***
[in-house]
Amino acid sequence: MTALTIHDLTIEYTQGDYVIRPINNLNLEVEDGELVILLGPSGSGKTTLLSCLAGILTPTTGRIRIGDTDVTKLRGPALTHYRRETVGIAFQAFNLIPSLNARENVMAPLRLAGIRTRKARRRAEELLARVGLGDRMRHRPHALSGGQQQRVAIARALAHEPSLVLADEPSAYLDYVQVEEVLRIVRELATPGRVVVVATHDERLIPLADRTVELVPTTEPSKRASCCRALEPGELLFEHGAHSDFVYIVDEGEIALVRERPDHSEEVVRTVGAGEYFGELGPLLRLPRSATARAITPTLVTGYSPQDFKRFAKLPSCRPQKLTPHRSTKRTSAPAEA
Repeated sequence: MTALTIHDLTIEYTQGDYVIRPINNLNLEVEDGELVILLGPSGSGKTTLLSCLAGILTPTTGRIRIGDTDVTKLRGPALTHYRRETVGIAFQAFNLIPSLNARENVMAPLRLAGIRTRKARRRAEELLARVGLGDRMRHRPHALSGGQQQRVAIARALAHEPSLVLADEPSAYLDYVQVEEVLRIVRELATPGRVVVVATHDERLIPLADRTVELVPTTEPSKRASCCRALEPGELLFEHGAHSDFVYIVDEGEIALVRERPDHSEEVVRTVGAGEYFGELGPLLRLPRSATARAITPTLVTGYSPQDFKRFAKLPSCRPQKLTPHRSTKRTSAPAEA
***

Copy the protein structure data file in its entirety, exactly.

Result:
[in-house]
Amino acid sequence: MTALTIHDLTIEYTQGDYVIRPINNLNLEVEDGELVILLGPSGSGKTTLLSCLAGILTPTTGRIRIGDTDVTKLRGPALTHYRRETVGIAFQAFNLIPSLNARENVMAPLRLAGIRTRKARRRAEELLARVGLGDRMRHRPHALSGGQQQRVAIARALAHEPSLVLADEPSAYLDYVQVEEVLRIVRELATPGRVVVVATHDERLIPLADRTVELVPTTEPSKRASCCRALEPGELLFEHGAHSDFVYIVDEGEIALVRERPDHSEEVVRTVGAGEYFGELGPLLRLPRSATARAITPTLVTGYSPQDFKRFAKLPSCRPQKLTPHRSTKRTSAPAEA
Repeated sequence: MTALTIHDLTIEYTQGDYVIRPINNLNLEVEDGELVILLGPSGSGKTTLLSCLAGILTPTTGRIRIGDTDVTKLRGPALTHYRRETVGIAFQAFNLIPSLNARENVMAPLRLAGIRTRKARRRAEELLARVGLGDRMRHRPHALSGGQQQRVAIARALAHEPSLVLADEPSAYLDYVQVEEVLRIVRELATPGRVVVVATHDERLIPLADRTVELVPTTEPSKRASCCRALEPGELLFEHGAHSDFVYIVDEGEIALVRERPDHSEEVVRTVGAGEYFGELGPLLRLPRSATARAITPTLVTGYSPQDFKRFAKLPSCRPQKLTPHRSTKRTSAPAEA